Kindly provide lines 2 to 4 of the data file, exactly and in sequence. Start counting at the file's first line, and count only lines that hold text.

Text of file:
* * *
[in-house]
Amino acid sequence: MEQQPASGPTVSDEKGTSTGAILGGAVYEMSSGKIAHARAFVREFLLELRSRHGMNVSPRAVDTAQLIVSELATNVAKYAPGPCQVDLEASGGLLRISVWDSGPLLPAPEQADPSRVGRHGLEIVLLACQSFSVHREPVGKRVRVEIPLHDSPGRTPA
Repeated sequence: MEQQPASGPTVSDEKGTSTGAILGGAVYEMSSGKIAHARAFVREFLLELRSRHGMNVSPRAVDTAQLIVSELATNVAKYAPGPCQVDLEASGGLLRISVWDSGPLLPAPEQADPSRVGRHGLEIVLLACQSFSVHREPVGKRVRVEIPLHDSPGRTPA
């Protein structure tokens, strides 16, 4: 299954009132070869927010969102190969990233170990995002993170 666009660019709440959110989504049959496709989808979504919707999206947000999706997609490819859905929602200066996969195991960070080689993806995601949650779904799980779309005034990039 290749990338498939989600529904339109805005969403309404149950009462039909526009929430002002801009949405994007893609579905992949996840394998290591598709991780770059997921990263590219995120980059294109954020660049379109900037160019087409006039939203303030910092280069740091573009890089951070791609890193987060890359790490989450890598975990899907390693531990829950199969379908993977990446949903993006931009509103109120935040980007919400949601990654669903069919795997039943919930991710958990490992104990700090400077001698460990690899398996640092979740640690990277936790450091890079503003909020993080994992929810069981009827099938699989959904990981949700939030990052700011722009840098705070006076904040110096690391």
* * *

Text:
Amino acid sequence: MEQQPASGPTVSDEKGTSTGAILGGAVYEMSSGKIAHARAFVREFLLELRSRHGMNVSPRAVDTAQLIVSELATNVAKYAPGPCQVDLEASGGLLRISVWDSGPLLPAPEQADPSRVGRHGLEIVLLACQSFSVHREPVGKRVRVEIPLHDSPGRTPA
Repeated sequence: MEQQPASGPTVSDEKGTSTGAILGGAVYEMSSGKIAHARAFVREFLLELRSRHGMNVSPRAVDTAQLIVSELATNVAKYAPGPCQVDLEASGGLLRISVWDSGPLLPAPEQADPSRVGRHGLEIVLLACQSFSVHREPVGKRVRVEIPLHDSPGRTPA
């Protein structure tokens, strides 16, 4: 299954009132070869927010969102190969990233170990995002993170 666009660019709440959110989504049959496709989808979504919707999206947000999706997609490819859905929602200066996969195991960070080689993806995601949650779904799980779309005034990039 290749990338498939989600529904339109805005969403309404149950009462039909526009929430002002801009949405994007893609579905992949996840394998290591598709991780770059997921990263590219995120980059294109954020660049379109900037160019087409006039939203303030910092280069740091573009890089951070791609890193987060890359790490989450890598975990899907390693531990829950199969379908993977990446949903993006931009509103109120935040980007919400949601990654669903069919795997039943919930991710958990490992104990700090400077001698460990690899398996640092979740640690990277936790450091890079503003909020993080994992929810069981009827099938699989959904990981949700939030990052700011722009840098705070006076904040110096690391």